Next assignment

For the fourth time I packed my suitcase to move out of one and into another hotel.  Yesterday morning, after the morning reflection, I handed my facilitator baton (a marker) to my colleague from DC to wrap things up and said my goodbyes to our team in South Africa and wished them well as they head into the last leg of their project.

Driver Aaron who I have known for some 5 years – we hug when he drops me off, that kind of friendship – told me about the Cradle of Mankind when we drove past the big mount that houses the skeletons and bones of our earliest ancestors. We talked for a while about that ancient history and how some of these people made their way as far as Australia and started settlements along the way. It is endlessly fascinating and I was sorry not to have visited there. Aaron is a tour guide (and a minister) in his spare time and I told him one day I would have him take me there.

It took 14 hours from door. I left under beautiful skies and arrived in a very wet Abidjan, which was completely gridlocked (traffic wise). It took the driver 2 hours to get from the office to the airport. This is ordinarily a 20 to 30 minute drive. I have been in these jams before on these very same roads. Some of the side roads were rivers. A gaggle of policemen were trying to straighten things out but one was hit by a car. They were completely powerless against the drive of ‘me-me-me,’ which in traffic situations is that everyone forces his or her way across traffic streams (wet or dry). I was too tired and still a little benadryled from the cough syrup, so I didn’t care.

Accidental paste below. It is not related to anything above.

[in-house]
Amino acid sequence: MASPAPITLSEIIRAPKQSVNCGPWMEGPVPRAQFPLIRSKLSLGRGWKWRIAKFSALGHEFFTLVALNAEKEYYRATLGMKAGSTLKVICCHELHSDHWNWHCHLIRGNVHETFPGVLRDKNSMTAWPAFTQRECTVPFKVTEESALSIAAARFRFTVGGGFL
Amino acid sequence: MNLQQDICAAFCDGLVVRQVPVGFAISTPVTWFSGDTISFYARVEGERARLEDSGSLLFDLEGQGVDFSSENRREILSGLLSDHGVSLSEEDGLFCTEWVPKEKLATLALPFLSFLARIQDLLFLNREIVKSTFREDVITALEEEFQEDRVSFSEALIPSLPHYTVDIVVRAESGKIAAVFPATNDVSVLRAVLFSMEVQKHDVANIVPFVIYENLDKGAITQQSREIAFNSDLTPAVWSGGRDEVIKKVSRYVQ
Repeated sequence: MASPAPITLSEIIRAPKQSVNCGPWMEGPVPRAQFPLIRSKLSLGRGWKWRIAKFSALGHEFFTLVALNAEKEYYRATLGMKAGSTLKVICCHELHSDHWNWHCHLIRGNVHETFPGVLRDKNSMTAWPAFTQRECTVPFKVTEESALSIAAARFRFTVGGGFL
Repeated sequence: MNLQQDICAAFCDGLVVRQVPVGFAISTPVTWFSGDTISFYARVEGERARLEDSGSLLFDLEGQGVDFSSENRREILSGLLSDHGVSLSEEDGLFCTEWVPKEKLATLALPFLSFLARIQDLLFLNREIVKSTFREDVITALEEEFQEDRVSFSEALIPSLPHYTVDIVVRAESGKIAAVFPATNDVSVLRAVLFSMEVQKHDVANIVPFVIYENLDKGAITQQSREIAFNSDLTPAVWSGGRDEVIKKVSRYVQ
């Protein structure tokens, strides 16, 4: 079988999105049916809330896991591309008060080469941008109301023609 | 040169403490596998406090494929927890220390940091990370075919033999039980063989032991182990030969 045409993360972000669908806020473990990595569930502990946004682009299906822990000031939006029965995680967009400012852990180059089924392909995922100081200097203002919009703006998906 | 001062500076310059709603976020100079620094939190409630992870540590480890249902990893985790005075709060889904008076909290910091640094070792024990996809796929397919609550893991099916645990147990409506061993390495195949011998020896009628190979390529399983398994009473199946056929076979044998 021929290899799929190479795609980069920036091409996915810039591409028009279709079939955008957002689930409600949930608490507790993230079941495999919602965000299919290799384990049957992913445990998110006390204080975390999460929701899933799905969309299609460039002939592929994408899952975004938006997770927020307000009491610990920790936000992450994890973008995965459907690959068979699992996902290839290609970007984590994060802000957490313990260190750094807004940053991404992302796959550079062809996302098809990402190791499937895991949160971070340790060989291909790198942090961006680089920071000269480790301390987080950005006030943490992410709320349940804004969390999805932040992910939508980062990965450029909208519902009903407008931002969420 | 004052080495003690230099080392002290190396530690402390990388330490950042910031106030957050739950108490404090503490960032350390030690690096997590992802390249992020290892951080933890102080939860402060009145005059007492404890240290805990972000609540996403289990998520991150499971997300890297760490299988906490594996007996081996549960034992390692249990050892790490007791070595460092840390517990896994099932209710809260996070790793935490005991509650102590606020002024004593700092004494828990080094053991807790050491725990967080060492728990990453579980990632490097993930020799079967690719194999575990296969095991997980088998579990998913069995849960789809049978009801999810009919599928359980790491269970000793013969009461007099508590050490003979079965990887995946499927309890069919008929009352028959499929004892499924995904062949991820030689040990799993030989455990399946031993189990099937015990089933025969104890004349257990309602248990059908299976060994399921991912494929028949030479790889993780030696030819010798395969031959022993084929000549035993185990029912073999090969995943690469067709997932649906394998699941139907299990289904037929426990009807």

South Africa, or at least Gauteng Province finally got the rain it so badly needed, though not enough and too much at the same time. Abidjan, according to my driver, is getting rain when it should be done with rain. I am so glad that I have a profession that doesn’t depend on rain, but we should all be worried if the people who grow our food, don’t get enough or too much of it.

I am once again in an Ibis hotel but this one isn’t as nice as the one in Tana. Not only is it poorly maintained with a yucky carpet on the floor, the room is about one fifth of the size of my previous hotel room in Magaliesberg in South Africa (and one sixth of the one in Jo’burg). Here, when I pivot from a central position in both bathroom and bedroom I can get to almost every part of the room without moving, just stretching out my arms. In those other two hotel rooms, I could have put up my whole family, including grandchildren .

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